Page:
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Chocolate City not a threat to Institute diversity

One of MIT's most appealing features is its diversity. Despite this fact, the Institute regularly tries to become more diverse. President Charles M. Vest should be thanked for noticing the fact that MIT's faculty does not correspond ethnically to its undergraduate and graduate body. Unfortunately, I haven't seen much progress on this problem, even though it still exists. I guess diversity has lost its novelty.

The problem now getting attention is a residence selection policy that would prevent independent living groups from rushing freshmen, the theory being that the current process facilitates segregation. These proposals would affect all ILGs, but I somehow feel that they are directed at my living group, Chocolate City, more than any other. Perhaps I feel this way because I see ignorant statements in The Tech. What is the administration's vision of diversity? A cluster of homogenous dormitories having no distinct personalities, natures or interests?

As a pre-frosh, I was eager to see if there was a place at MIT where I knew I would be accepted, and not ostracized for being a minority. I looked at the dormitories and the people from East Campus to Bexley Hall to Next House. I considered fraternities, ILGs and off-campus housing.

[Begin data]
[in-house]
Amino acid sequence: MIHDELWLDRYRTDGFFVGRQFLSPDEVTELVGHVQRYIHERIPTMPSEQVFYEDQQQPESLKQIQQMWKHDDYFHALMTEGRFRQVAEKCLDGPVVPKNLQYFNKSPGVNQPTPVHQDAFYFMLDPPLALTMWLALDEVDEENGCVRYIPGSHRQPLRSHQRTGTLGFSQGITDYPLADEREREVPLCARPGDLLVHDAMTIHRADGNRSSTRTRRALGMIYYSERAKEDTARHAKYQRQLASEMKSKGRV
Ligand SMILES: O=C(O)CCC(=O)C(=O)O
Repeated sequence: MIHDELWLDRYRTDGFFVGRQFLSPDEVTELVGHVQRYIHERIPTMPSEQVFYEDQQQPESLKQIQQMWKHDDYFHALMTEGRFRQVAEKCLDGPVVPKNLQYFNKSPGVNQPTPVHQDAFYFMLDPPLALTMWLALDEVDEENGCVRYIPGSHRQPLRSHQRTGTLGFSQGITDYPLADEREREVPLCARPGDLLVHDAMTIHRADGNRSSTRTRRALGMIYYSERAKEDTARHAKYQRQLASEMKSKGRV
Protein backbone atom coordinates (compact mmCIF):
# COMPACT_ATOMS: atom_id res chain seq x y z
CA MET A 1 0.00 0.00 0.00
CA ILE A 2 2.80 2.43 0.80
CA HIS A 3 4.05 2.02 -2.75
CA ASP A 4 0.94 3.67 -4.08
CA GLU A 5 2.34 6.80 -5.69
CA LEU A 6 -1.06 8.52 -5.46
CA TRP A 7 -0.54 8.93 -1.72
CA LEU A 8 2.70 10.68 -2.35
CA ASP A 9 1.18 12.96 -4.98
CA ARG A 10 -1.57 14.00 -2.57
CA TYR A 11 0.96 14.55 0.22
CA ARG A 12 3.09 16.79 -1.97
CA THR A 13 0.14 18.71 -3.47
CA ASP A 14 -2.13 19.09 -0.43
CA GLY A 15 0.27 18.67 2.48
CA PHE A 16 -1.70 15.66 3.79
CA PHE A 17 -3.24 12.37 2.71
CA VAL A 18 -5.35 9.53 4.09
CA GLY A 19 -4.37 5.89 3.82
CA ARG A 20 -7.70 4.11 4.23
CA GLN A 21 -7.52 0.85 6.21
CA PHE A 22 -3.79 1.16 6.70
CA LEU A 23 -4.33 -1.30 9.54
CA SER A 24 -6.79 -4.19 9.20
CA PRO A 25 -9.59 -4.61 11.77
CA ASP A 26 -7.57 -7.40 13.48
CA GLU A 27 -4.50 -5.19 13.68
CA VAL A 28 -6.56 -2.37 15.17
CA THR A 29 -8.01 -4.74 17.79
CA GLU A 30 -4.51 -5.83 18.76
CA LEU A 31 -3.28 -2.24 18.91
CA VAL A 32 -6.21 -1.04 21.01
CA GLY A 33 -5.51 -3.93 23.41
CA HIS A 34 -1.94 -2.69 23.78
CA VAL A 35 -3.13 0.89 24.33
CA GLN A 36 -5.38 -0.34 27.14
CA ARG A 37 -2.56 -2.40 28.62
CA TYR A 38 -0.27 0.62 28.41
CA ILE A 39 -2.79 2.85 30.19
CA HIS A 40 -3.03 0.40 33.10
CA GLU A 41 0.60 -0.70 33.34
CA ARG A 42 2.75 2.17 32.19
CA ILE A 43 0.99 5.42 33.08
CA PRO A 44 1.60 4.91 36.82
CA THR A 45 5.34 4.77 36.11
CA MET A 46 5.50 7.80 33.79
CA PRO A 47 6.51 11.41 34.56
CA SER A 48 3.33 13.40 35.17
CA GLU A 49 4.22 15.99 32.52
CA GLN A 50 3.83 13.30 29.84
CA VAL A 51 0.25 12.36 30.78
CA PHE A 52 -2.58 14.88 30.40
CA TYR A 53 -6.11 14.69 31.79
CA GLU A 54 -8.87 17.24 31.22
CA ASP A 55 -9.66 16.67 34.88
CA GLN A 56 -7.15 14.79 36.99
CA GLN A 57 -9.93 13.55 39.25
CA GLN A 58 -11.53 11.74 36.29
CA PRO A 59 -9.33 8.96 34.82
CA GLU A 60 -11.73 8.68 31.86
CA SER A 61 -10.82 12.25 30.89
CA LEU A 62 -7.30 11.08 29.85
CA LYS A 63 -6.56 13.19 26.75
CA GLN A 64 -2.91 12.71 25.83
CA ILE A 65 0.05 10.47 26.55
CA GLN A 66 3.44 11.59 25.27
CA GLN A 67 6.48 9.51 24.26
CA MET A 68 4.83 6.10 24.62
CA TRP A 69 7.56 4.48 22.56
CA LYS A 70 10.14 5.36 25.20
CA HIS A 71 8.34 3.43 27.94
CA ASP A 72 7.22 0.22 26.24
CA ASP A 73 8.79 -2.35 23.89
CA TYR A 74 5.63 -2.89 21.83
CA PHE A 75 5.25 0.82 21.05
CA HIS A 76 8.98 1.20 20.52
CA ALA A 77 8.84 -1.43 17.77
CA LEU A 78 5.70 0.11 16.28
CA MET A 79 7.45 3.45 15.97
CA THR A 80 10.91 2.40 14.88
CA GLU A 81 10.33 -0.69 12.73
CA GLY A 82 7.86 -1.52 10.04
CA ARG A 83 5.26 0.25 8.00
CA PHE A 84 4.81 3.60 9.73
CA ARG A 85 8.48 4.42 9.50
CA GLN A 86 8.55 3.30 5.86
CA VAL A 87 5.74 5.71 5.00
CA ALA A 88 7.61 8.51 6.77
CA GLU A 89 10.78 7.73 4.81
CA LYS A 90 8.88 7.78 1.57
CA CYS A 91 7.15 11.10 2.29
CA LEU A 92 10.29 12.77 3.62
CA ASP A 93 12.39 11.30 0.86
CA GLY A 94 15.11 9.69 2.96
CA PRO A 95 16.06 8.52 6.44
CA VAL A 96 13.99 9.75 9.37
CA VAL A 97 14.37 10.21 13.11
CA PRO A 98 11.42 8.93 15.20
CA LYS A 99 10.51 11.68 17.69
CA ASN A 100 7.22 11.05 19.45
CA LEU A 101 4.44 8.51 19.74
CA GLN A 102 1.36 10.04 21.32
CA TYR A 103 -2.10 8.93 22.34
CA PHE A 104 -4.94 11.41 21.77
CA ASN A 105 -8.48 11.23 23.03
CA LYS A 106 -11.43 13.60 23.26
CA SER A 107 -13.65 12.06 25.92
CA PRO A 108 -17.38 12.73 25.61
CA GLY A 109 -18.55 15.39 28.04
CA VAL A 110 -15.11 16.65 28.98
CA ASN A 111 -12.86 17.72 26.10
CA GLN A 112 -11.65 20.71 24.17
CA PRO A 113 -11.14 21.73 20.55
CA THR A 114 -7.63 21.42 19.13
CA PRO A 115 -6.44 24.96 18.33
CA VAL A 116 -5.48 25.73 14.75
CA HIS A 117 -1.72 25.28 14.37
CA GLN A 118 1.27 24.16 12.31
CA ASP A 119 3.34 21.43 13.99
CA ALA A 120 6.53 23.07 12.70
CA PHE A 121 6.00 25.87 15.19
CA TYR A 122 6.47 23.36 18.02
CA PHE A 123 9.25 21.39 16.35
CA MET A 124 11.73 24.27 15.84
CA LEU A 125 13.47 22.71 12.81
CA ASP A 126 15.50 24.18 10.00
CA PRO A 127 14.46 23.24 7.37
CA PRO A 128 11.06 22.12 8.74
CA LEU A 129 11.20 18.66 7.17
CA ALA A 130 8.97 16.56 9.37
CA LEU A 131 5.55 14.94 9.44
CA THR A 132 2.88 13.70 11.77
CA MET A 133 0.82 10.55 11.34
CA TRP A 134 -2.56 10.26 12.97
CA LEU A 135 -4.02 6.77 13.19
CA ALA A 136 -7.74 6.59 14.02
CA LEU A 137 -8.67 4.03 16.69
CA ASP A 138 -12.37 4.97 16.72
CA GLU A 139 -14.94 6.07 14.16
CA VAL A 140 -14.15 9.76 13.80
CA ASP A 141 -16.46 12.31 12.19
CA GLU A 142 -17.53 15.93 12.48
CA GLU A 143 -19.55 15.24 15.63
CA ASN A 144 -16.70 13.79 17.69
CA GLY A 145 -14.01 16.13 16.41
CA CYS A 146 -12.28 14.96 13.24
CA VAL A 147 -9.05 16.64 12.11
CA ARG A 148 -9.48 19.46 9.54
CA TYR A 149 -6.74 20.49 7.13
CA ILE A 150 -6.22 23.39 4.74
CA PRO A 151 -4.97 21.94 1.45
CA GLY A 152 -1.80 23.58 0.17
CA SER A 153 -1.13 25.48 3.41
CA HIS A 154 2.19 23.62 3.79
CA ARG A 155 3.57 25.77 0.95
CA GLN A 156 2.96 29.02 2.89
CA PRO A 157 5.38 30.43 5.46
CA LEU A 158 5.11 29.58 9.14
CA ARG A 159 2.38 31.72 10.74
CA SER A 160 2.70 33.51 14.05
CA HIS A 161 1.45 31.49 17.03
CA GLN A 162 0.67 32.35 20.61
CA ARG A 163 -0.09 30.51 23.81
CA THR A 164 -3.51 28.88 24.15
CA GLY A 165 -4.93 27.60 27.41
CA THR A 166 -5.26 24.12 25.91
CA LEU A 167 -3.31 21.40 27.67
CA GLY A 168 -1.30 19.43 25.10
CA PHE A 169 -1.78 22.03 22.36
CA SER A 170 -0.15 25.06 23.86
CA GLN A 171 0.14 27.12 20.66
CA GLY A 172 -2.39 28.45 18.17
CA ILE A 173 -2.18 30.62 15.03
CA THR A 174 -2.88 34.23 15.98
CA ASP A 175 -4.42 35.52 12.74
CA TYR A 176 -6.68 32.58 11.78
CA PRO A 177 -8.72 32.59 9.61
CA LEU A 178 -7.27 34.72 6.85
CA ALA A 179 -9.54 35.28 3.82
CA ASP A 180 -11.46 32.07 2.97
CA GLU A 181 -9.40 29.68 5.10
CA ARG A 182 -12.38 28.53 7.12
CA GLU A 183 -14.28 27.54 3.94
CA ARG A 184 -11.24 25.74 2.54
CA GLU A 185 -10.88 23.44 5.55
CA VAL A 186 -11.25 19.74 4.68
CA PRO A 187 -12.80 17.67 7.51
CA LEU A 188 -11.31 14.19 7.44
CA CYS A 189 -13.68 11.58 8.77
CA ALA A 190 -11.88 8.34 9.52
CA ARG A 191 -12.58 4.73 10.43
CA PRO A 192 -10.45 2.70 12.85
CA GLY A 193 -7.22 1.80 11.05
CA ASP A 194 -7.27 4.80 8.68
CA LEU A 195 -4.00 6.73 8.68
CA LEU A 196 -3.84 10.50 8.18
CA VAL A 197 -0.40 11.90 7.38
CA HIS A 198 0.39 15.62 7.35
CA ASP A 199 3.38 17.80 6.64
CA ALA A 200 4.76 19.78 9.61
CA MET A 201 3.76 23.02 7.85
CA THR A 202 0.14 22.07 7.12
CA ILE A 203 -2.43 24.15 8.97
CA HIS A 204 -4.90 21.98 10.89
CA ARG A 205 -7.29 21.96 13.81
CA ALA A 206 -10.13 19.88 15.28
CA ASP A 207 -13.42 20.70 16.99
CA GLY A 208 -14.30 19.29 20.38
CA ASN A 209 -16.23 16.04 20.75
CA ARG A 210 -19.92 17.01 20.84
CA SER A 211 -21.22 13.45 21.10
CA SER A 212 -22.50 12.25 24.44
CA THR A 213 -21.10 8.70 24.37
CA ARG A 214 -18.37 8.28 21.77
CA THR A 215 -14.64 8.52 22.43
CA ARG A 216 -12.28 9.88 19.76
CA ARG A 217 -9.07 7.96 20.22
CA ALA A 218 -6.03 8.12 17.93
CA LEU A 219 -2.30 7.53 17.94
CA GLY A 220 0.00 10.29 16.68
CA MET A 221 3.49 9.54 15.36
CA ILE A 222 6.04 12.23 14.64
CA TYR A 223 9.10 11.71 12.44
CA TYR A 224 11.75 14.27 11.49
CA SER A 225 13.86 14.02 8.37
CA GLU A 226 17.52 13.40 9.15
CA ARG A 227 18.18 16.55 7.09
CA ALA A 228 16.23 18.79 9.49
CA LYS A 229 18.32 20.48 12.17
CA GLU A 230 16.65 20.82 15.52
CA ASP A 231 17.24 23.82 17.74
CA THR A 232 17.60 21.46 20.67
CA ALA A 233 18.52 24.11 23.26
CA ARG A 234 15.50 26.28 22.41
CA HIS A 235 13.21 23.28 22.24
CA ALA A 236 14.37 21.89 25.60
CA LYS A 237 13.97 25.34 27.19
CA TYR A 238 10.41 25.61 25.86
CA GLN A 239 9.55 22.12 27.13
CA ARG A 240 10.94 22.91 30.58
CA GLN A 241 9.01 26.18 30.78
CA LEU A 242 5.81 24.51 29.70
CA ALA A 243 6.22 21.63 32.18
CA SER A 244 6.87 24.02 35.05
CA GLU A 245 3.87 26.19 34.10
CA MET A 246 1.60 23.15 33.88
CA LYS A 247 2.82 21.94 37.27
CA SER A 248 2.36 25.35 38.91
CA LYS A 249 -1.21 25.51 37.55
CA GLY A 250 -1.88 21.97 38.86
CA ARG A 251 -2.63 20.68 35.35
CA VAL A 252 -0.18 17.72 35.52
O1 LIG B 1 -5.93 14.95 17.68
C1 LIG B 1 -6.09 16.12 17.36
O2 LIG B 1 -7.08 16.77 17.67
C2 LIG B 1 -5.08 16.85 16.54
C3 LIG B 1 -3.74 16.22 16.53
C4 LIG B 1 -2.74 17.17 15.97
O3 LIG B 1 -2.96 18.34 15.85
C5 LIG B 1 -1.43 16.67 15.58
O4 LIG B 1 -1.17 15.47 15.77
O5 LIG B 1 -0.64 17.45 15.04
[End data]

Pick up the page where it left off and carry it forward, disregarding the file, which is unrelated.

In my four-day tour of the campus as a senior in high school, I noticed that the only people who would talk to me without quaking with fear or making me feel out of place were a select few of the minorities, particularly the black males, and not even all of them. I was only comfortable when I returned to CC, my host living group, and engaged in casual conversation with a couple members. I felt assured that I would be comfortable if I returned there as a freshman.

I find it hard to believe that the Institute's leaders are so narrow-minded and that they think that since CC is made up primarily of blacks and Hispanics, it is not diverse. CC members are from all over the United States and the Caribbean. Personally, I do not feel that race is an accurate measure of a group's diversity.

I have found that what is enjoyable about diversity is differences in perspective, such as family background, career interests and personal experiences. This diversity definitely exists in CC if no place else; if you don't think so, just come to one of our house discussions.

I, along with 4000 others, pay over $26,000 a year to be here. Every day I go to classes and labs filled with people who cannot identify with me. I am taught by faculty who cannot relate to me, and who often ridicule me for asking stupid questions. I then sit in dining halls filled with people who don't speak to me. The only thing to look forward to is coming home and taking comfort in the fact that there are others going through the same thing who can relate to me. And I am sure people of other ethnic groups go through similar experiences. Anyone who argues against the need for places like CC either doesn't want to see us do well here, or is just plain insensitive. If the Institute's desired ends are to hurt us and to contribute to the genocide of the black ethnicity, then the most effective means would be to eliminate CC.

Berdell Knowles Jr. '94->